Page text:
My husband receives a theological magazine entitled Modern Reformation. In this month’s copy, “Wired and Tired,” all of the articles focus upon the state of our technology-driven society. At my husband’s prodding, I read over the list of this month’s featured articles. Interesting. I read an article. Fascinating. I read the whole magazine, all of “Wired and Tired,” cover to cover, in one sitting.

I read about our Facebook society, the shift from printed material to less tangible e-texs, and the general distraction of our society, where multi-tasking has become the norm. All fascinating. But the most interesting article I read was not even an entire article. It was a sidebar entitled, “Scatterbrains.” It began with this quote:

‘I don’t read books,’ says Joe O’Shea, a former president of the student body at Florida State University and a 2008 recipient of a Rhodes Scholarship. ‘I go to Google, and I can adsorb relevant information quickly.’ O’Shea, a philosophy major, doesn’t see any reason to plow through chapters of text when it takes but a minute or two to cherry-pick the pertinent passages using Google Book Search. ‘Sitting down and going through a book cover to cover doesn’t make much sense,’ he says, ‘It’s not a good use of my time.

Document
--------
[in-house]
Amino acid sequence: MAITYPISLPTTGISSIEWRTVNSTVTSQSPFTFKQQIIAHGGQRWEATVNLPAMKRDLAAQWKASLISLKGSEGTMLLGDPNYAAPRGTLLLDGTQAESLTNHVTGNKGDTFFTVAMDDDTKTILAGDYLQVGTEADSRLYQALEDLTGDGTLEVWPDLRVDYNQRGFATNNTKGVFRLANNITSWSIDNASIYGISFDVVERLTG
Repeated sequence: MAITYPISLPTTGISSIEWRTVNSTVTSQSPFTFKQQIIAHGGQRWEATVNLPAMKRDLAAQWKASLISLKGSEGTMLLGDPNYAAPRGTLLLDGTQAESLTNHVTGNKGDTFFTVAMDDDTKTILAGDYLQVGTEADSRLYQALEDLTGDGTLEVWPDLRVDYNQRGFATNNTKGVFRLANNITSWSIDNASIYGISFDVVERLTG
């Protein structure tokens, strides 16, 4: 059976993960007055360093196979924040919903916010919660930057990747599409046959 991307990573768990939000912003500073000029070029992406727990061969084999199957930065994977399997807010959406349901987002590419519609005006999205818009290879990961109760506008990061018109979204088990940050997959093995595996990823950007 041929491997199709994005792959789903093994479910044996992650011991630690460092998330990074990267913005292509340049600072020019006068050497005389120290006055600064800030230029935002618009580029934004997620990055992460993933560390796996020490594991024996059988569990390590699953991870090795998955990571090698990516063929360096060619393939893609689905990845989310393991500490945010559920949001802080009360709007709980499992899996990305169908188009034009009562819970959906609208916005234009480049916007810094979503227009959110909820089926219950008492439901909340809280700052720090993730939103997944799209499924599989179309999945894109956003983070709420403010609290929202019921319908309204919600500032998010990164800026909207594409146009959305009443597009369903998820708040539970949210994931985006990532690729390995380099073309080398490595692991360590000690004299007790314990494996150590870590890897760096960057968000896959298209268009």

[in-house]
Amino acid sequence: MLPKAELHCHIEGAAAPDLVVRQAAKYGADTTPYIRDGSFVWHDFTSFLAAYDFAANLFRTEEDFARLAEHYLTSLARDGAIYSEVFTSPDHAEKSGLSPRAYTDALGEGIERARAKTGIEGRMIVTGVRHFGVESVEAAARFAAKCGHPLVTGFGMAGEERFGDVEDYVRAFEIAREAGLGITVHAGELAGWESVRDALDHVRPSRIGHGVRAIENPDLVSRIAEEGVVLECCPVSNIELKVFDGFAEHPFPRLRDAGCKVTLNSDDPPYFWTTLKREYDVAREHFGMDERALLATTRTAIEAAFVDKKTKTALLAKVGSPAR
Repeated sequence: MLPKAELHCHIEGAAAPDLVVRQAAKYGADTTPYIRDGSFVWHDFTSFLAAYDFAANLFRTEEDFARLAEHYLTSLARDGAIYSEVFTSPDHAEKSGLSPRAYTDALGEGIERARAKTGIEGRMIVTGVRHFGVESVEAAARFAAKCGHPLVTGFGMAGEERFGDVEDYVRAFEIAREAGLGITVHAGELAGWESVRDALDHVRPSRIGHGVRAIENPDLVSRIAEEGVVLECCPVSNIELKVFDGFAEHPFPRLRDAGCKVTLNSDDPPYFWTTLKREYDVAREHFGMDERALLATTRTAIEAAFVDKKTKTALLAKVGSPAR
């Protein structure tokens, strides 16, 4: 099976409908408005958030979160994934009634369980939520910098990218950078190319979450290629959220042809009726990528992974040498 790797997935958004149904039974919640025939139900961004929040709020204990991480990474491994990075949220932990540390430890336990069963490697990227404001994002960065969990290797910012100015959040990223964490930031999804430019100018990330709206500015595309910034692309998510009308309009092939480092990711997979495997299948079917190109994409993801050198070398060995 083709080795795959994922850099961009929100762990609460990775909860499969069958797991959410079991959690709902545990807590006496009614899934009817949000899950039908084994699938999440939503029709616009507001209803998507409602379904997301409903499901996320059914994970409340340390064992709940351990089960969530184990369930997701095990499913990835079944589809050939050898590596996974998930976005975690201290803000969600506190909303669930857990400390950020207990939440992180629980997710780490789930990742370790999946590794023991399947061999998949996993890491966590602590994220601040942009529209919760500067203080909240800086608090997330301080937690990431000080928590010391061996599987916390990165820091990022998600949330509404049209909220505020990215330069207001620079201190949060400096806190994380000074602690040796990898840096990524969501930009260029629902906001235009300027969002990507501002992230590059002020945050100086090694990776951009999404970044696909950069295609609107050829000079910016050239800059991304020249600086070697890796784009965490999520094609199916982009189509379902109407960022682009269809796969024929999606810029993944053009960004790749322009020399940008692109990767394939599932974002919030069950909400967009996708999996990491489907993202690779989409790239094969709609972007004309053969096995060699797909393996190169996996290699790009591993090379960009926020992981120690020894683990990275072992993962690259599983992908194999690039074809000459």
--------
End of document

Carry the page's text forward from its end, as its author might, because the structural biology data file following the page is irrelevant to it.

With a sick turning in my stomach, I read on. The sidebar continued by describing “Generation Net” as people who have learned to scan and search rather than be absorbed by a text. This was supported by Professor Katherine Hayles of Duke University who said:

I can’t get my students to read whole books anymore.

Professor Hayles is an English teacher. Her students are Literature students. As horrified as I was upon reading this, I must confess I have seen the same in my own middle school students. A vast majority won’t read books even when they are assigned. They won’t read them, and they freely admit to their negligence as they tell me about the You-tube videos they watched the night before.

The magazine insert concluded with a quote by the ancient Roman philosopher Seneca, who said:

To be everywhere, is to be nowhere.

How well these ancient words describe our technological society. How pertinent. How sad.

This magazine has haunted me for days, now. How often, as authors, do we discuss ways in which to engage our readers? You must have an inciting incident. You must create memorable characters. You must increase the tension by leading the reader to ask questions. How much of our labors are lost to a society that doesn’t want to be engaged by books?

You can not truly enter Narnia with a simple scan and search of The Lion, The Witch and the Wardrobe. How do we bring our children to a place and a time and a moment when they are content to be nowhere?